But largely missing from Google’s Maps — and from those of other players in the field like Microsoft and Apple — is the social component. The map is simply presented by the company.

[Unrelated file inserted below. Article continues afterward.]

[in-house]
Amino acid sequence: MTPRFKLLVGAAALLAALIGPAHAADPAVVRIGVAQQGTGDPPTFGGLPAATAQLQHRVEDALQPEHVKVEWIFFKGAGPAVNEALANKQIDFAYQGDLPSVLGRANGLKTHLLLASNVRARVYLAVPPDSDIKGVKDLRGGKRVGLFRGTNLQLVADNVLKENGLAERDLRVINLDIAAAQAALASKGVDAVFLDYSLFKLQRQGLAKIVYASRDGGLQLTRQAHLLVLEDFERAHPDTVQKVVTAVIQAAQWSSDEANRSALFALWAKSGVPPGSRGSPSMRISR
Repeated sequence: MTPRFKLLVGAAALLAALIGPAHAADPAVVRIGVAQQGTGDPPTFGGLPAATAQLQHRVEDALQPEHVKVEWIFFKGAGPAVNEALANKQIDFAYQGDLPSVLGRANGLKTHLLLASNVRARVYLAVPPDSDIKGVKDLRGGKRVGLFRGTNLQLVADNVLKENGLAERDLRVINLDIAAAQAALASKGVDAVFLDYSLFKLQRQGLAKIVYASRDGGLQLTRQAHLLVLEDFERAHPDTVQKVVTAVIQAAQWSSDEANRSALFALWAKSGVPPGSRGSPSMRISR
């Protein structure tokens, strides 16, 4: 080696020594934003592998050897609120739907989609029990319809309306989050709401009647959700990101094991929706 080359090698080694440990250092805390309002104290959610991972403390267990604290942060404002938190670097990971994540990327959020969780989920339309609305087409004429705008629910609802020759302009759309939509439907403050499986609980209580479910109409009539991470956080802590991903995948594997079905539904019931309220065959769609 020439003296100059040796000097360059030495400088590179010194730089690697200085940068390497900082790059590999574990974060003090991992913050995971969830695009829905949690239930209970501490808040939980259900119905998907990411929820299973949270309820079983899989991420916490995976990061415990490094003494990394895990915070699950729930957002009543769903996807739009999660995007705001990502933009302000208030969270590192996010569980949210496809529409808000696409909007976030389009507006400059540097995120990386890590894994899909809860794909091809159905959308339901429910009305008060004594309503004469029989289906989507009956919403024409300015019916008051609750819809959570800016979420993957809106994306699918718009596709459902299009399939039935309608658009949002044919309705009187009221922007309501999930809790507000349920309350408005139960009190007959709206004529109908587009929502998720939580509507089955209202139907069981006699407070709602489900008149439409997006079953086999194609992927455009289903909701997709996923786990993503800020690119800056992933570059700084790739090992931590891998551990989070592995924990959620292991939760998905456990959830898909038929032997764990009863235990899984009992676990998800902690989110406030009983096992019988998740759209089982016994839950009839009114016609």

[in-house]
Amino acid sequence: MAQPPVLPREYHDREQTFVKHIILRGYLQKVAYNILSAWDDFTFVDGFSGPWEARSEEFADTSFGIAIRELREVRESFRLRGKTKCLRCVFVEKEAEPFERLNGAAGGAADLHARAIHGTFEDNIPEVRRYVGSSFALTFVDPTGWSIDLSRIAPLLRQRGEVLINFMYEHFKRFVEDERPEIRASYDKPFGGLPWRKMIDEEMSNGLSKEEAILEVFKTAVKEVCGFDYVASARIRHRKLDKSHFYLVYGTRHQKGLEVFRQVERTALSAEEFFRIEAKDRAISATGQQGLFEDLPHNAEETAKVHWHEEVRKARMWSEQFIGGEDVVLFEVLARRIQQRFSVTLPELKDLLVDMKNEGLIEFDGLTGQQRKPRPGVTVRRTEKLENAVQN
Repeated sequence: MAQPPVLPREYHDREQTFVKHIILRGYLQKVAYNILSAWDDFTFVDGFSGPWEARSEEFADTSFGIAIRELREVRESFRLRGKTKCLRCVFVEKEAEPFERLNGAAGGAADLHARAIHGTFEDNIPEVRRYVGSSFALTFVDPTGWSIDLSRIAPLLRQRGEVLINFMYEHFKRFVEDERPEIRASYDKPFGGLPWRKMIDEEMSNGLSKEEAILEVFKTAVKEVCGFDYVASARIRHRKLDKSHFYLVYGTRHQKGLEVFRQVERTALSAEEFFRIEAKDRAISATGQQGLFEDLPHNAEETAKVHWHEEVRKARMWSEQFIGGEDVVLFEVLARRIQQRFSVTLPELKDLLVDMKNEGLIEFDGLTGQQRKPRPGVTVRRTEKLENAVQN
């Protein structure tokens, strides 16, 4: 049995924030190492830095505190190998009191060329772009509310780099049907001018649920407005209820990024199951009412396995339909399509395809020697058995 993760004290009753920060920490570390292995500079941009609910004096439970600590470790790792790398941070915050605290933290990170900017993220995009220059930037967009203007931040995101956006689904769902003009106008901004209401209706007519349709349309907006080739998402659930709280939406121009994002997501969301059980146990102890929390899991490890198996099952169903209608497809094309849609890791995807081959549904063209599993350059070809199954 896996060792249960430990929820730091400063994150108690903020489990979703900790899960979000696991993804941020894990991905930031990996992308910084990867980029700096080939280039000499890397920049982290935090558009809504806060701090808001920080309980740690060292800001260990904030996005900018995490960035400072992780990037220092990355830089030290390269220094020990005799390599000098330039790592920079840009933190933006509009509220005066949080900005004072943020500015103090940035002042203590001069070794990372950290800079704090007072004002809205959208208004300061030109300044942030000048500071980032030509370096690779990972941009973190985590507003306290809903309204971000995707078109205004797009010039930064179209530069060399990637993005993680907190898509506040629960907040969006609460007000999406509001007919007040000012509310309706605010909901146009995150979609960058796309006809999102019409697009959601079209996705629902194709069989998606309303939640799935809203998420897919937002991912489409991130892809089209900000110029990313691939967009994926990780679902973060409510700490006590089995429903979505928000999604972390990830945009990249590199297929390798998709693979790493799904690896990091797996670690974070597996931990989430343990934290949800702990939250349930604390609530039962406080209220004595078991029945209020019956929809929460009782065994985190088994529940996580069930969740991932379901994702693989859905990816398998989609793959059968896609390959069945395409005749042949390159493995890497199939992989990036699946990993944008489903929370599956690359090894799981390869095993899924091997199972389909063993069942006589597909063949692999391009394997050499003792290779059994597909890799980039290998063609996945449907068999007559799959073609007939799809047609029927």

With Waze, the mob is the map, and like a mob, it can be churning with energy. The start-up, which has only a few employees, has generated many of its maps by tracking the movements of its nearly 50 million users via GPS. In any given month, about one-third of them are firing up the app, and as they drive, they can share information about slowdowns, speed traps and road closures, allowing Waze to update suggested routes in real time.